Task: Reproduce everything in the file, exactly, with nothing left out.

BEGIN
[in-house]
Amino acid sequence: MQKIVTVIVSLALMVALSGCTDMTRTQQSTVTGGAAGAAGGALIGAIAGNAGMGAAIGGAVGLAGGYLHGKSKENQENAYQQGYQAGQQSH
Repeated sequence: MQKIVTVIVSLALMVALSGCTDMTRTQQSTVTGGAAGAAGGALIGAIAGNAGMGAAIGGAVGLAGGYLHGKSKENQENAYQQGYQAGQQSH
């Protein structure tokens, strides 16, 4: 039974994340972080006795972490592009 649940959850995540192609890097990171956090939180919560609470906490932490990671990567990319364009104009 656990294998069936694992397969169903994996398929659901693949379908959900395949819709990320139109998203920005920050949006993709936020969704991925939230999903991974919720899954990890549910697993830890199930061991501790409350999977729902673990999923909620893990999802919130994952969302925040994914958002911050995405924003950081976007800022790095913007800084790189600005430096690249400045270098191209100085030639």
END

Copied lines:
[in-house]
Amino acid sequence: MQKIVTVIVSLALMVALSGCTDMTRTQQSTVTGGAAGAAGGALIGAIAGNAGMGAAIGGAVGLAGGYLHGKSKENQENAYQQGYQAGQQSH
Repeated sequence: MQKIVTVIVSLALMVALSGCTDMTRTQQSTVTGGAAGAAGGALIGAIAGNAGMGAAIGGAVGLAGGYLHGKSKENQENAYQQGYQAGQQSH
């Protein structure tokens, strides 16, 4: 039974994340972080006795972490592009 649940959850995540192609890097990171956090939180919560609470906490932490990671990567990319364009104009 656990294998069936694992397969169903994996398929659901693949379908959900395949819709990320139109998203920005920050949006993709936020969704991925939230999903991974919720899954990890549910697993830890199930061991501790409350999977729902673990999923909620893990999802919130994952969302925040994914958002911050995405924003950081976007800022790095913007800084790189600005430096690249400045270098191209100085030639």